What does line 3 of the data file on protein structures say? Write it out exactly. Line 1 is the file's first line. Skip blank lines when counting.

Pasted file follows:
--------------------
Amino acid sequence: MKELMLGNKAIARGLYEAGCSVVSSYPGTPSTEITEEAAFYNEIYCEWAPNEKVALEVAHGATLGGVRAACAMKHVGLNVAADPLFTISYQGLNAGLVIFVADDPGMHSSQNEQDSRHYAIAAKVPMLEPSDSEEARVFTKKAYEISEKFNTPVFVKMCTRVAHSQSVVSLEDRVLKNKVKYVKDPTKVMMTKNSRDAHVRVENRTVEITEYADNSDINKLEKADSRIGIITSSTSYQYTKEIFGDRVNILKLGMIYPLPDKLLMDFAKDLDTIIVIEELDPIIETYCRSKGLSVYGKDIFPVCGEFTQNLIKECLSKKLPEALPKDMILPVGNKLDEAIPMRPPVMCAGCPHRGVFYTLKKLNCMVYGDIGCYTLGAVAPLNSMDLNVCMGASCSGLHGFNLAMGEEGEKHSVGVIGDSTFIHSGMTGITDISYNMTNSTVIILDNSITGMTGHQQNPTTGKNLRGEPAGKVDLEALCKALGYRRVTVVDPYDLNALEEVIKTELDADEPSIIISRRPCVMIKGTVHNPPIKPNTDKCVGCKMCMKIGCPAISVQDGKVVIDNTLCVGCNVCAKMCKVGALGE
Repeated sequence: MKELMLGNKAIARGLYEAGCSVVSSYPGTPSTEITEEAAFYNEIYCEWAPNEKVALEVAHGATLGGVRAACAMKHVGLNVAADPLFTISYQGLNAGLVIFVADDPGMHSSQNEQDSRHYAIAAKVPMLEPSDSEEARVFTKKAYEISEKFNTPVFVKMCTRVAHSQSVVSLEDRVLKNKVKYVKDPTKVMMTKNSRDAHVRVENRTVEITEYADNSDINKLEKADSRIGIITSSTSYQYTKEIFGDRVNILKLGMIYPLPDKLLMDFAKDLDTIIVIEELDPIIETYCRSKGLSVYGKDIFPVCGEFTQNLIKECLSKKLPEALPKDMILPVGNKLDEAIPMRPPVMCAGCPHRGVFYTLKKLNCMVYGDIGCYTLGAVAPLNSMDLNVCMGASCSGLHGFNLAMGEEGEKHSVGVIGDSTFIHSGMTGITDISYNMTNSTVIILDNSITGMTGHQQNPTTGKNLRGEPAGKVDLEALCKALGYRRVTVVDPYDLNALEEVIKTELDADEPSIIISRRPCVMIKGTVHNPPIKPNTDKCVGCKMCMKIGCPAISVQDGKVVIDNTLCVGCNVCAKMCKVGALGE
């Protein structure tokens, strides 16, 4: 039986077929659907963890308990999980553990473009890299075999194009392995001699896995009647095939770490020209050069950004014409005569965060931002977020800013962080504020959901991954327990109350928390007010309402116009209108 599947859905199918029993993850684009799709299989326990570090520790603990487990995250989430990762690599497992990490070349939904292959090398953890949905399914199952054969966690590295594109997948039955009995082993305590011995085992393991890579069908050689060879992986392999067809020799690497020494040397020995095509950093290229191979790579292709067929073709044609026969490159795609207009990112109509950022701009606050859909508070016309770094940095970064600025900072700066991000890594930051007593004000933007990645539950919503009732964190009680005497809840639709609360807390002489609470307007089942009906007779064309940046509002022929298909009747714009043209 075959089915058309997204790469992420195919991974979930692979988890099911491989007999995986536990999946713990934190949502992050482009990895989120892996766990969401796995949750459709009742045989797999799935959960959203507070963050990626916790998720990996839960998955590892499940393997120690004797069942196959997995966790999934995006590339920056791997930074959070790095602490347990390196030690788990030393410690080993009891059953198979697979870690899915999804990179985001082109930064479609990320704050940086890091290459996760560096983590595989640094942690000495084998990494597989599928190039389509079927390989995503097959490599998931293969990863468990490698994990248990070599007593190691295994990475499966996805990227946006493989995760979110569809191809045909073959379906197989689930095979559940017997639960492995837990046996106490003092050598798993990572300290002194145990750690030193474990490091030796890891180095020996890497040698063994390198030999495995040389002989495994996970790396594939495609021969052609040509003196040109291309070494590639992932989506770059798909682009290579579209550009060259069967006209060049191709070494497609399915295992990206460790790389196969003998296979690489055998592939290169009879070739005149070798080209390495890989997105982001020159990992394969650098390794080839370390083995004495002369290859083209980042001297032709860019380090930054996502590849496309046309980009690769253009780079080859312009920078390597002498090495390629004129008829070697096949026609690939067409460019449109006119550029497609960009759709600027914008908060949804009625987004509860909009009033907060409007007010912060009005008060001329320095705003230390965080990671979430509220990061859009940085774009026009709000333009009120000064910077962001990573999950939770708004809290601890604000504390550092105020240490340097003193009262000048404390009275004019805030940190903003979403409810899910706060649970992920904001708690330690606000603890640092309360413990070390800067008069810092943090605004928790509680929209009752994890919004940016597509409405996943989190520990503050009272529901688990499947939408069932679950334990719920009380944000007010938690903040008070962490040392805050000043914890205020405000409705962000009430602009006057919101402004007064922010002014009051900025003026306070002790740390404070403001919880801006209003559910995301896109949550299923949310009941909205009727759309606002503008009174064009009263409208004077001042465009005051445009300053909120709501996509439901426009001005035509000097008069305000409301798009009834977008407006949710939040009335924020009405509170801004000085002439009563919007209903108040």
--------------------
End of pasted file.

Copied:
């Protein structure tokens, strides 16, 4: 039986077929659907963890308990999980553990473009890299075999194009392995001699896995009647095939770490020209050069950004014409005569965060931002977020800013962080504020959901991954327990109350928390007010309402116009209108 599947859905199918029993993850684009799709299989326990570090520790603990487990995250989430990762690599497992990490070349939904292959090398953890949905399914199952054969966690590295594109997948039955009995082993305590011995085992393991890579069908050689060879992986392999067809020799690497020494040397020995095509950093290229191979790579292709067929073709044609026969490159795609207009990112109509950022701009606050859909508070016309770094940095970064600025900072700066991000890594930051007593004000933007990645539950919503009732964190009680005497809840639709609360807390002489609470307007089942009906007779064309940046509002022929298909009747714009043209 075959089915058309997204790469992420195919991974979930692979988890099911491989007999995986536990999946713990934190949502992050482009990895989120892996766990969401796995949750459709009742045989797999799935959960959203507070963050990626916790998720990996839960998955590892499940393997120690004797069942196959997995966790999934995006590339920056791997930074959070790095602490347990390196030690788990030393410690080993009891059953198979697979870690899915999804990179985001082109930064479609990320704050940086890091290459996760560096983590595989640094942690000495084998990494597989599928190039389509079927390989995503097959490599998931293969990863468990490698994990248990070599007593190691295994990475499966996805990227946006493989995760979110569809191809045909073959379906197989689930095979559940017997639960492995837990046996106490003092050598798993990572300290002194145990750690030193474990490091030796890891180095020996890497040698063994390198030999495995040389002989495994996970790396594939495609021969052609040509003196040109291309070494590639992932989506770059798909682009290579579209550009060259069967006209060049191709070494497609399915295992990206460790790389196969003998296979690489055998592939290169009879070739005149070798080209390495890989997105982001020159990992394969650098390794080839370390083995004495002369290859083209980042001297032709860019380090930054996502590849496309046309980009690769253009780079080859312009920078390597002498090495390629004129008829070697096949026609690939067409460019449109006119550029497609960009759709600027914008908060949804009625987004509860909009009033907060409007007010912060009005008060001329320095705003230390965080990671979430509220990061859009940085774009026009709000333009009120000064910077962001990573999950939770708004809290601890604000504390550092105020240490340097003193009262000048404390009275004019805030940190903003979403409810899910706060649970992920904001708690330690606000603890640092309360413990070390800067008069810092943090605004928790509680929209009752994890919004940016597509409405996943989190520990503050009272529901688990499947939408069932679950334990719920009380944000007010938690903040008070962490040392805050000043914890205020405000409705962000009430602009006057919101402004007064922010002014009051900025003026306070002790740390404070403001919880801006209003559910995301896109949550299923949310009941909205009727759309606002503008009174064009009263409208004077001042465009005051445009300053909120709501996509439901426009001005035509000097008069305000409301798009009834977008407006949710939040009335924020009405509170801004000085002439009563919007209903108040």